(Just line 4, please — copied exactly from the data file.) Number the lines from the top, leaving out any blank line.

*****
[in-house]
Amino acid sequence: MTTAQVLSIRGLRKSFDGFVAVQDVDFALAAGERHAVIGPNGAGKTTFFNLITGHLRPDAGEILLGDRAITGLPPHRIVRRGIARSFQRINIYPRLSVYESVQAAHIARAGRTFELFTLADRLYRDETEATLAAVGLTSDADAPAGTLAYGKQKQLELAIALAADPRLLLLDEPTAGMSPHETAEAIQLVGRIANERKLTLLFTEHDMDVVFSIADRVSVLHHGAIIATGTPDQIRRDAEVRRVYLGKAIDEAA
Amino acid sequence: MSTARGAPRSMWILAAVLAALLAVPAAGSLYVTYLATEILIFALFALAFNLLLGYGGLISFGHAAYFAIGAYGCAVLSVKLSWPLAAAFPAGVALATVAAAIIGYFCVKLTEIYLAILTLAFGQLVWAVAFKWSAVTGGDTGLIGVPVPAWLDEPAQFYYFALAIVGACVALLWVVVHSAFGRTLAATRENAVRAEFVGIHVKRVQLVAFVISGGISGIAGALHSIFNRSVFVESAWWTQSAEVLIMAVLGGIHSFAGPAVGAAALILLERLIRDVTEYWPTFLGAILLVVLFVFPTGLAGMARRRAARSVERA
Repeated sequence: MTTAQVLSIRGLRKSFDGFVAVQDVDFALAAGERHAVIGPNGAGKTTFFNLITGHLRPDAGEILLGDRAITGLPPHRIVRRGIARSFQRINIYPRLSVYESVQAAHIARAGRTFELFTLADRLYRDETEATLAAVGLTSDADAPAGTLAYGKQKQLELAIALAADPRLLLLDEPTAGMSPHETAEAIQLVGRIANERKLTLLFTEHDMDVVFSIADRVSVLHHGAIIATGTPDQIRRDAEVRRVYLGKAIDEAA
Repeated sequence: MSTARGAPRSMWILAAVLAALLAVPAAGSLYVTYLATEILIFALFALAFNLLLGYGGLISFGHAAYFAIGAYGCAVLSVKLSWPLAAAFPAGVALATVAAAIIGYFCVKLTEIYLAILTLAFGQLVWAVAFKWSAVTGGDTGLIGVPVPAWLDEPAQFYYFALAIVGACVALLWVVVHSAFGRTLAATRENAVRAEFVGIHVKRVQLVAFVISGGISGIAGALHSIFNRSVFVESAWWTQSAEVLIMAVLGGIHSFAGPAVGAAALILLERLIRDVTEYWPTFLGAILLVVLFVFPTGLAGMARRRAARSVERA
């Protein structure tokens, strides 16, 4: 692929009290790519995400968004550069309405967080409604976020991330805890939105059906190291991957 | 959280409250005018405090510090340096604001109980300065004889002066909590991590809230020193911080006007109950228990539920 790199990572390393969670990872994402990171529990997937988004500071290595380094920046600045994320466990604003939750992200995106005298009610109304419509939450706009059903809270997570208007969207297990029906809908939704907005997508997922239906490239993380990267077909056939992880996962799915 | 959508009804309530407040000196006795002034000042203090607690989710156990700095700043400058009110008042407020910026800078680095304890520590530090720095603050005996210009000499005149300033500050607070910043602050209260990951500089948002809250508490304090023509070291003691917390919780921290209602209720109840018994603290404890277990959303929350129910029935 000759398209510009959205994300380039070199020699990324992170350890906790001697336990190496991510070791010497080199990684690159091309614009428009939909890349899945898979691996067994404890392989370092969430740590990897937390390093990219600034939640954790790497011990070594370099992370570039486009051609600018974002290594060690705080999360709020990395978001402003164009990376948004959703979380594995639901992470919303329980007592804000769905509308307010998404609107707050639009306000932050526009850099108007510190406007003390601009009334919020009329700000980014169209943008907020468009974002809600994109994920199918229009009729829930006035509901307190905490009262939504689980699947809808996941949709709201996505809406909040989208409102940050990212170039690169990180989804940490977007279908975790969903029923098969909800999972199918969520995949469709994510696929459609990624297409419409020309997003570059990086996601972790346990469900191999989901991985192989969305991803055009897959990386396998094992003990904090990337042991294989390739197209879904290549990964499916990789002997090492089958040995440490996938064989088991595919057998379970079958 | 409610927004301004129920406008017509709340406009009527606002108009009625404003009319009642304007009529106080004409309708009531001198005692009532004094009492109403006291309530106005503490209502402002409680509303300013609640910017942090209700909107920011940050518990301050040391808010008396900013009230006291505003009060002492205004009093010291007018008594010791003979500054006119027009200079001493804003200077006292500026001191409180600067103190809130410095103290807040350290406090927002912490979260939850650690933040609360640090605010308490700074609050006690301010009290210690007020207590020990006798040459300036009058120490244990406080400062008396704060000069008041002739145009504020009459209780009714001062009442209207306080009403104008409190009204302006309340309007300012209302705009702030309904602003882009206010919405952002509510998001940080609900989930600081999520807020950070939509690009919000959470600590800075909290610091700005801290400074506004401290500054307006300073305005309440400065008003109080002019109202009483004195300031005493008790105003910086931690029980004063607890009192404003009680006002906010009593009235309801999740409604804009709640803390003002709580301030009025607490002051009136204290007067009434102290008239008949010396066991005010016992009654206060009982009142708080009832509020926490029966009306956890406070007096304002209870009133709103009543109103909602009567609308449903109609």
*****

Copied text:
Repeated sequence: MTTAQVLSIRGLRKSFDGFVAVQDVDFALAAGERHAVIGPNGAGKTTFFNLITGHLRPDAGEILLGDRAITGLPPHRIVRRGIARSFQRINIYPRLSVYESVQAAHIARAGRTFELFTLADRLYRDETEATLAAVGLTSDADAPAGTLAYGKQKQLELAIALAADPRLLLLDEPTAGMSPHETAEAIQLVGRIANERKLTLLFTEHDMDVVFSIADRVSVLHHGAIIATGTPDQIRRDAEVRRVYLGKAIDEAA